Sununu sees a 2nd shutdown Bush aide considers budget deal unlikely

October 15, 1990|By Paul West | Paul West,Washington Bureau of The Sun

WASHINGTON -- As White House and congressional leaders escalated their finger-pointing war over the budget yesterday, President Bush's top aide warned of another federal government shutdown this weekend if no deal is reached.

John H. Sununu, the White House chief of staff, predicted that it would be difficult to work out a budget agreement before midnight Friday, when money for operating the government runs out.

For that reason, he said, the odds of another government shutdown are "probably relatively high."

The House and Senate are expected to pass sharply differing budget reduction plans early this week. The matter will then go to a House-Senate conference committee, which will attempt to resolve the differences.

At that point, Mr. Bush, criticized by congressional leaders for failing to give stronger direction on the fiscal morass recently, would re-enter the negotiations, Mr. Sununu said.

The White House is blaming Congress for the delay in producing a budget plan, but a leading Democrat said yesterday that Mr. Bush's flip-flops over taxes stopped the process for three days last week.

"He changed his mind several times, and I'm not sure where he stands today, frankly," said Sen. Lloyd Bentsen, D-Texas, chairman of the Senate Finance Committee. "When he has been able to bring together international forces in Iraq and Saudi Arabia, it's a puzzle to see he hasn't been able to bring together the Republicans in the Congress."

Mr. Bentsen, appearing on ABC, said the latest Senate budget proposal, approved early Saturday by the Finance Committee, would be slightly more progressive than the bipartisan budget summit agreement.

The Senate plan, which the White House prefers over the House package, would limit deductions for those earning $100,000 or more but would not increase income tax rates. It also would raise gasoline taxes by 9.5 cents a gallon, increase Medicare premiums and provide tax breaks for oil and gas producers.

Mr. Sununu said the Senate plan was a "much better reference point for reconciliation than the House package."

The House Democrats' plan, which is expected to gain approval by the Democratic-controlled body early this week, would raise taxes on those earning at least $186,000, while going easier on middle-income taxpayers by leaving gasoline taxes unchanged and giving them an extra capital gains tax break.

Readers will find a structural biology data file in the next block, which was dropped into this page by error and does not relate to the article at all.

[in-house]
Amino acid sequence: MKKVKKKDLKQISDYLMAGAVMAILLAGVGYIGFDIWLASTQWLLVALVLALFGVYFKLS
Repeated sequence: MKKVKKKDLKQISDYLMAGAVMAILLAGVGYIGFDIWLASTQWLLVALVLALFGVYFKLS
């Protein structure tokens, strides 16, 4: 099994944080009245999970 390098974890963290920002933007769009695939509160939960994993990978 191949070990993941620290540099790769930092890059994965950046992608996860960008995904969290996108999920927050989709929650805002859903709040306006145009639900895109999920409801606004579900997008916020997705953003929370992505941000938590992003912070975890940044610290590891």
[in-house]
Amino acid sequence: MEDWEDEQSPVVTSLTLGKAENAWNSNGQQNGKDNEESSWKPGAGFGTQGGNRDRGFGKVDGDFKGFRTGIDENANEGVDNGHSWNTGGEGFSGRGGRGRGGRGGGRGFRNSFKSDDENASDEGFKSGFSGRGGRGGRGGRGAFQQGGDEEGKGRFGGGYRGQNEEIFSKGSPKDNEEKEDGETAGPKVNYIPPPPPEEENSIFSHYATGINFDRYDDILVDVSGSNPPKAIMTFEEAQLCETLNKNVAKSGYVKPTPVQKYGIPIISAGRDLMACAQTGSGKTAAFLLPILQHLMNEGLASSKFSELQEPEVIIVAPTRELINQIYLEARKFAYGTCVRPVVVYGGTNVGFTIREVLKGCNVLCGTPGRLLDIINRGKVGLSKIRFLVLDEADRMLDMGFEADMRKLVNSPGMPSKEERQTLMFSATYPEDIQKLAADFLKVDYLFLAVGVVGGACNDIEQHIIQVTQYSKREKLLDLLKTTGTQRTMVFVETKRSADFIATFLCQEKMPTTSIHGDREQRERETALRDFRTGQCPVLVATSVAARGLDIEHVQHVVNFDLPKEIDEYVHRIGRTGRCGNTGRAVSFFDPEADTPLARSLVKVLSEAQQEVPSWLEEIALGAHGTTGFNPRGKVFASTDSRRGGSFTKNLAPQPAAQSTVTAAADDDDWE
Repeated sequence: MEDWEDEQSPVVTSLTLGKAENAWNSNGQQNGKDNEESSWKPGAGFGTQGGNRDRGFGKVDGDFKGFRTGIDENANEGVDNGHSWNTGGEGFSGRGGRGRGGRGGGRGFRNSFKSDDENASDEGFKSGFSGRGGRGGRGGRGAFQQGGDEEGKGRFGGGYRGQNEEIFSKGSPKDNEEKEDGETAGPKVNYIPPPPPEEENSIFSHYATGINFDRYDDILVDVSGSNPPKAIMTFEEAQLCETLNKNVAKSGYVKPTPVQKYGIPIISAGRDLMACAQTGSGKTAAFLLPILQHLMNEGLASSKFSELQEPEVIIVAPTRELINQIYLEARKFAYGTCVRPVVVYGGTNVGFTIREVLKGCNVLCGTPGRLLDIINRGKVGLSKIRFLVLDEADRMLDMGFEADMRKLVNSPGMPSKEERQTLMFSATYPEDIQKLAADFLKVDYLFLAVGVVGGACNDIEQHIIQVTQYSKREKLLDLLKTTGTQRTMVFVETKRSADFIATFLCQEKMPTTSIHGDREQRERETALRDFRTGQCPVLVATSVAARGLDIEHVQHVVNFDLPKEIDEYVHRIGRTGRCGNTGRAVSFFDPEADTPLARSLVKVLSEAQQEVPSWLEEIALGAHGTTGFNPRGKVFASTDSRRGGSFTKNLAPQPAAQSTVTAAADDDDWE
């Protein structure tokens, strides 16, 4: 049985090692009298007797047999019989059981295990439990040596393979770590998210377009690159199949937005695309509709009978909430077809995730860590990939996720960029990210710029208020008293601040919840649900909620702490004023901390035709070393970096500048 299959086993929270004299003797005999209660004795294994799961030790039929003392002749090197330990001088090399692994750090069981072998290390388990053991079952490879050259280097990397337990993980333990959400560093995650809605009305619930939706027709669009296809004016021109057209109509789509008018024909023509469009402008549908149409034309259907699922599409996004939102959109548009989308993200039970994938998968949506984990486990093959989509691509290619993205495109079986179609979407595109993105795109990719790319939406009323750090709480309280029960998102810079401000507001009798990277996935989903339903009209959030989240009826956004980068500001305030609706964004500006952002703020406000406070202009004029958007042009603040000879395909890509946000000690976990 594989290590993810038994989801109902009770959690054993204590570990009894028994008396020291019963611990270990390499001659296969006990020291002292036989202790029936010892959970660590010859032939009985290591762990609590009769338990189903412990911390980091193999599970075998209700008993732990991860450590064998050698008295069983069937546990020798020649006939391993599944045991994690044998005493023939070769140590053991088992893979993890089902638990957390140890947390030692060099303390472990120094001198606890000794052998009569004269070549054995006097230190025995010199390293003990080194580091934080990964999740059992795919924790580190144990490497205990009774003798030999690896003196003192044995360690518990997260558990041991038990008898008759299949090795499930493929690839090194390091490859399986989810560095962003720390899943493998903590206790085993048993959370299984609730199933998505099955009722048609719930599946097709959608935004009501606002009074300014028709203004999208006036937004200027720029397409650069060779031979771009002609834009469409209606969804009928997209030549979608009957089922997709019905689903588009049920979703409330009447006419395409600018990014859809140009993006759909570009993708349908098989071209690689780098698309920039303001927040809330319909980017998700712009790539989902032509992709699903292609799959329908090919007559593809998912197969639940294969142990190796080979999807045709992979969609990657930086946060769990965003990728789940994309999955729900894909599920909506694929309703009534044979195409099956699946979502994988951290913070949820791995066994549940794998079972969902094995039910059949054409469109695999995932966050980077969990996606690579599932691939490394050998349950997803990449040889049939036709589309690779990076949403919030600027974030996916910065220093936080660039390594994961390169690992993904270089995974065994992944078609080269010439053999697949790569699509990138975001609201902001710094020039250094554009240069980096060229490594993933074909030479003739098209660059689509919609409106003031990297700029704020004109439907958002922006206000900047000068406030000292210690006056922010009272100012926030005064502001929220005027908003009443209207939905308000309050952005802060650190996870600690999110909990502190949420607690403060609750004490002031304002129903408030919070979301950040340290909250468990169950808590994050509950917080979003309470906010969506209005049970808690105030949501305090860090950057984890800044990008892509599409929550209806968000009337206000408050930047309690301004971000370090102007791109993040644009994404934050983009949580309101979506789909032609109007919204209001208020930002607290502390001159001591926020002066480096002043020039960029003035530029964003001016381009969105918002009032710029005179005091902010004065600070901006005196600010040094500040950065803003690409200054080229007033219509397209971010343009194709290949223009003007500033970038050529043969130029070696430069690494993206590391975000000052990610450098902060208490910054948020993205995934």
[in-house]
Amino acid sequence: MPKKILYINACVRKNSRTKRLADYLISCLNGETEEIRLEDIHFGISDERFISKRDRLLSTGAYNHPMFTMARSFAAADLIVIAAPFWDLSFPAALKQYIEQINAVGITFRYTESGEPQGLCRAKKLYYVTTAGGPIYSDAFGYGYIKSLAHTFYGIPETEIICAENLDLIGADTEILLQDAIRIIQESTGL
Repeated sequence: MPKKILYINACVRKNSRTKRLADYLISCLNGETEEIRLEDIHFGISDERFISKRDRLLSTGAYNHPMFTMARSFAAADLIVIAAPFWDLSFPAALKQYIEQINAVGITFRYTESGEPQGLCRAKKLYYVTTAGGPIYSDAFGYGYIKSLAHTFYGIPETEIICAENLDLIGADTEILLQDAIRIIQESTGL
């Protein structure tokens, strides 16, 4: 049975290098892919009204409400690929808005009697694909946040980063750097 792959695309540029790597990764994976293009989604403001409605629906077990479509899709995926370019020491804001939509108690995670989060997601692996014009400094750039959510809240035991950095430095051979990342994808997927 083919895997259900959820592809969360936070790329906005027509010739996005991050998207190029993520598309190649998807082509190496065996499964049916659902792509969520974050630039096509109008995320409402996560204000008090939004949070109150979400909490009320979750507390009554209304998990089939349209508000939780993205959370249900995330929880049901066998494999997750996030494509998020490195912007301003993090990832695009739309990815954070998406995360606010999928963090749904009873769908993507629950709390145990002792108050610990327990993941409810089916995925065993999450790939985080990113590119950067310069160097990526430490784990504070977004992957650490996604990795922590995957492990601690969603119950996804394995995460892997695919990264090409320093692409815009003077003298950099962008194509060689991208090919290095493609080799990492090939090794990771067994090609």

Vice President Dan Quayle said yesterday that Mr. Bush is "violently opposed" to the House proposal, and a presidential veto is considered almost certain if the final congressional package includes higher income tax rates for the wealthy.

House Ways and Means Committee Chairman Dan Rostenkowski, D-Ill., acknowledged that House Democrats were trying to make a "political statement" with their plan.

"One can certainly recognize that Democrats are for having people share the load of paying taxes," he said on CNN. "And Republicans want to preserve the wealthy's atmosphere and . . . allow them to make more money without paying the corresponding tax."

White House officials took to the airwaves in their continuing public relations offensive against Congress.

Mr. Sununu, on NBC, maintained that Mr. Bush "has stood firm that what he wants is something as close to the summit package as possible."

Mr. Quayle, on CBS, said: "The fact of the matter is that the president has been consistent." He blamed confusion over Mr. Bush's position on two lawmakers, Representative Bill Archer, R-Texas, and Sen. Bob Packwood, R-Ore., who gave their "interpretation of what the president has said" to reporters after White House meetings.

"The president's trying to figure out what's wrong with the Congress so he can get his budget through," Mr. Quayle said.

Mr. Quayle and Mr. Sununu argued that the House Democratic plan would actually increase taxes on the middle class because it would not adjust tax rates for inflation next year.

Mr. Quayle denied that the White House was trying to shift the blame to Congress to deflect attention from the apparent disarray within the administration.

"We don't want to blame anybody," he said. "We just want to point out a few facts to the American people."

The vice president seemed to discount the possibility that Mr. Bush would agree to let Congress delay final action on the budget until a post-election "lame duck" session.

"The president is simply not going to let the Congress go home until they pass a good deficit-reduction package that is going to avoid a recession," Mr. Quayle said.

Although Congress is scheduled to adjourn by this weekend, some legislators are privately predicting that won't happen until Oct. 27, one of the latest election-year adjournments in memory. Members would have only nine days to campaign before the Nov. 6 vote.

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